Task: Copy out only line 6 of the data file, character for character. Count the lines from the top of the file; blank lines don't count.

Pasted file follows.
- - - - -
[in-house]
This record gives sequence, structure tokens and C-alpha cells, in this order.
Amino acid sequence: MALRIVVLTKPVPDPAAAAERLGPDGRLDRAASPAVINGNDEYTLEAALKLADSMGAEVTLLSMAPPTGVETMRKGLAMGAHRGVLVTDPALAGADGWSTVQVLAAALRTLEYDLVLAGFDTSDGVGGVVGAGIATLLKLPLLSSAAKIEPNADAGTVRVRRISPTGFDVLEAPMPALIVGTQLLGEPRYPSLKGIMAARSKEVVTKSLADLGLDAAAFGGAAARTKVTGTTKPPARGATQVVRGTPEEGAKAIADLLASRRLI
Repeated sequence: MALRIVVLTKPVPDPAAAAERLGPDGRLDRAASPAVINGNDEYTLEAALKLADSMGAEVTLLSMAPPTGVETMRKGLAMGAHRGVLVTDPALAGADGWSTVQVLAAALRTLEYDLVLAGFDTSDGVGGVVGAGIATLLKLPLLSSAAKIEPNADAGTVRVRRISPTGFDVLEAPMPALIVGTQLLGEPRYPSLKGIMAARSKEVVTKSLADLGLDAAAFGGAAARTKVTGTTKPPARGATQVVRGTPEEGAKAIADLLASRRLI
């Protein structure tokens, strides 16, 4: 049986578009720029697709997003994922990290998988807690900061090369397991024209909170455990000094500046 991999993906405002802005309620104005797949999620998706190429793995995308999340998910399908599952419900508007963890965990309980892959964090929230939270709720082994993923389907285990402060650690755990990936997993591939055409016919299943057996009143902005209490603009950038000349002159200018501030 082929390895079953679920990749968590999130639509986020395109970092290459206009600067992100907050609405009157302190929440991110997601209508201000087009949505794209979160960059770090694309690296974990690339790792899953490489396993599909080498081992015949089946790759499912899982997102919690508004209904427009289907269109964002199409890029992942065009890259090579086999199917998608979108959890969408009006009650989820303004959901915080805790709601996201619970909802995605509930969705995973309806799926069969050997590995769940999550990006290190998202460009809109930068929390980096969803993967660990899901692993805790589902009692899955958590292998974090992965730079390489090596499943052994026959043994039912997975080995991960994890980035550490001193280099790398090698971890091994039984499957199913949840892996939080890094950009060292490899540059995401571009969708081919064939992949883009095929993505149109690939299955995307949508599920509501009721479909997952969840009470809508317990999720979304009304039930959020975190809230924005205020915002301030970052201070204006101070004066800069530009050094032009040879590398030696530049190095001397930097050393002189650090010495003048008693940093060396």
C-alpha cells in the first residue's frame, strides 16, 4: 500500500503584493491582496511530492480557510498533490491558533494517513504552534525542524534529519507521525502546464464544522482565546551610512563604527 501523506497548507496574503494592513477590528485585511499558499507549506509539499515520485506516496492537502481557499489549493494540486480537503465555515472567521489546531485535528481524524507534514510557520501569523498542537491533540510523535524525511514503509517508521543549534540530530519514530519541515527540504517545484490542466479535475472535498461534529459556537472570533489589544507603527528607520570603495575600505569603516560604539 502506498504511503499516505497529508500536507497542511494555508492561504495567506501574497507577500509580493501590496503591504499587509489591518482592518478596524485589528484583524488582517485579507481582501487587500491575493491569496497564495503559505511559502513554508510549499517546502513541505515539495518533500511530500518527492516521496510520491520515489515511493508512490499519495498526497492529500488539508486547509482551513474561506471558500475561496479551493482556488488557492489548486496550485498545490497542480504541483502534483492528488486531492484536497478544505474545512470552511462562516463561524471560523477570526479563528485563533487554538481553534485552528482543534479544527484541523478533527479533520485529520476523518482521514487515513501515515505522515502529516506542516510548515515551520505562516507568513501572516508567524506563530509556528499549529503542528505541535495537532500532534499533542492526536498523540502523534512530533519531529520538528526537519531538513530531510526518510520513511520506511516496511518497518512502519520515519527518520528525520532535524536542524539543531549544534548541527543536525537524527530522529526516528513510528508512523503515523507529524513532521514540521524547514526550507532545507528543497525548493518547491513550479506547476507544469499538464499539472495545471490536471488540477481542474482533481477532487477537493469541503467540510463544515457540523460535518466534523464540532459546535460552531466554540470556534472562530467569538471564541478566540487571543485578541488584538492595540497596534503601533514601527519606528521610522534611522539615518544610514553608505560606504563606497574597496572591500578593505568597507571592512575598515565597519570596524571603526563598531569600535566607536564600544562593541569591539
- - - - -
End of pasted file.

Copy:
C-alpha cells in the first residue's frame, strides 16, 4: 500500500503584493491582496511530492480557510498533490491558533494517513504552534525542524534529519507521525502546464464544522482565546551610512563604527 501523506497548507496574503494592513477590528485585511499558499507549506509539499515520485506516496492537502481557499489549493494540486480537503465555515472567521489546531485535528481524524507534514510557520501569523498542537491533540510523535524525511514503509517508521543549534540530530519514530519541515527540504517545484490542466479535475472535498461534529459556537472570533489589544507603527528607520570603495575600505569603516560604539 502506498504511503499516505497529508500536507497542511494555508492561504495567506501574497507577500509580493501590496503591504499587509489591518482592518478596524485589528484583524488582517485579507481582501487587500491575493491569496497564495503559505511559502513554508510549499517546502513541505515539495518533500511530500518527492516521496510520491520515489515511493508512490499519495498526497492529500488539508486547509482551513474561506471558500475561496479551493482556488488557492489548486496550485498545490497542480504541483502534483492528488486531492484536497478544505474545512470552511462562516463561524471560523477570526479563528485563533487554538481553534485552528482543534479544527484541523478533527479533520485529520476523518482521514487515513501515515505522515502529516506542516510548515515551520505562516507568513501572516508567524506563530509556528499549529503542528505541535495537532500532534499533542492526536498523540502523534512530533519531529520538528526537519531538513530531510526518510520513511520506511516496511518497518512502519520515519527518520528525520532535524536542524539543531549544534548541527543536525537524527530522529526516528513510528508512523503515523507529524513532521514540521524547514526550507532545507528543497525548493518547491513550479506547476507544469499538464499539472495545471490536471488540477481542474482533481477532487477537493469541503467540510463544515457540523460535518466534523464540532459546535460552531466554540470556534472562530467569538471564541478566540487571543485578541488584538492595540497596534503601533514601527519606528521610522534611522539615518544610514553608505560606504563606497574597496572591500578593505568597507571592512575598515565597519570596524571603526563598531569600535566607536564600544562593541569591539